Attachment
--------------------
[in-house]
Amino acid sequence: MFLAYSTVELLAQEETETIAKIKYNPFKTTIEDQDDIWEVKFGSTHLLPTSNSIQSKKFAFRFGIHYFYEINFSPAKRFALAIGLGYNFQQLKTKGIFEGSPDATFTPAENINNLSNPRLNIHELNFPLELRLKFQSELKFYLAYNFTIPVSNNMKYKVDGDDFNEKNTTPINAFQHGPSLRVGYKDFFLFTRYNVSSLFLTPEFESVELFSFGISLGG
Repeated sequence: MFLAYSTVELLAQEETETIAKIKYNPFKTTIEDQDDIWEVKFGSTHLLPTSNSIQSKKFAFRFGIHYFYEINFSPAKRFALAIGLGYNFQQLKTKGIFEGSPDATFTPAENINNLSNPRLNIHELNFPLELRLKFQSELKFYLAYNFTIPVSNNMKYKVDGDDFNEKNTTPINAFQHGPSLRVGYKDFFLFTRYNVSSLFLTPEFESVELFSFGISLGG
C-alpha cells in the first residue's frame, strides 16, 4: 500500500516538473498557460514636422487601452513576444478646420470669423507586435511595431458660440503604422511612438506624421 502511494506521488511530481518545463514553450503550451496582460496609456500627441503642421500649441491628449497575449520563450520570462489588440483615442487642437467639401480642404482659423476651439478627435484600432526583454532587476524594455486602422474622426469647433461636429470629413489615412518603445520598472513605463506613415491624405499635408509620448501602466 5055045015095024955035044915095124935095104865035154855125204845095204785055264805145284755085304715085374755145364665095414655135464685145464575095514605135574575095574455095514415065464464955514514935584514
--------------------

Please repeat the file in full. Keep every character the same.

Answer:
[in-house]
Amino acid sequence: MFLAYSTVELLAQEETETIAKIKYNPFKTTIEDQDDIWEVKFGSTHLLPTSNSIQSKKFAFRFGIHYFYEINFSPAKRFALAIGLGYNFQQLKTKGIFEGSPDATFTPAENINNLSNPRLNIHELNFPLELRLKFQSELKFYLAYNFTIPVSNNMKYKVDGDDFNEKNTTPINAFQHGPSLRVGYKDFFLFTRYNVSSLFLTPEFESVELFSFGISLGG
Repeated sequence: MFLAYSTVELLAQEETETIAKIKYNPFKTTIEDQDDIWEVKFGSTHLLPTSNSIQSKKFAFRFGIHYFYEINFSPAKRFALAIGLGYNFQQLKTKGIFEGSPDATFTPAENINNLSNPRLNIHELNFPLELRLKFQSELKFYLAYNFTIPVSNNMKYKVDGDDFNEKNTTPINAFQHGPSLRVGYKDFFLFTRYNVSSLFLTPEFESVELFSFGISLGG
C-alpha cells in the first residue's frame, strides 16, 4: 500500500516538473498557460514636422487601452513576444478646420470669423507586435511595431458660440503604422511612438506624421 502511494506521488511530481518545463514553450503550451496582460496609456500627441503642421500649441491628449497575449520563450520570462489588440483615442487642437467639401480642404482659423476651439478627435484600432526583454532587476524594455486602422474622426469647433461636429470629413489615412518603445520598472513605463506613415491624405499635408509620448501602466 5055045015095024955035044915095124935095104865035154855125204845095204785055264805145284755085304715085374755145364665095414655135464685145464575095514605135574575095574455095514415065464464955514514935584514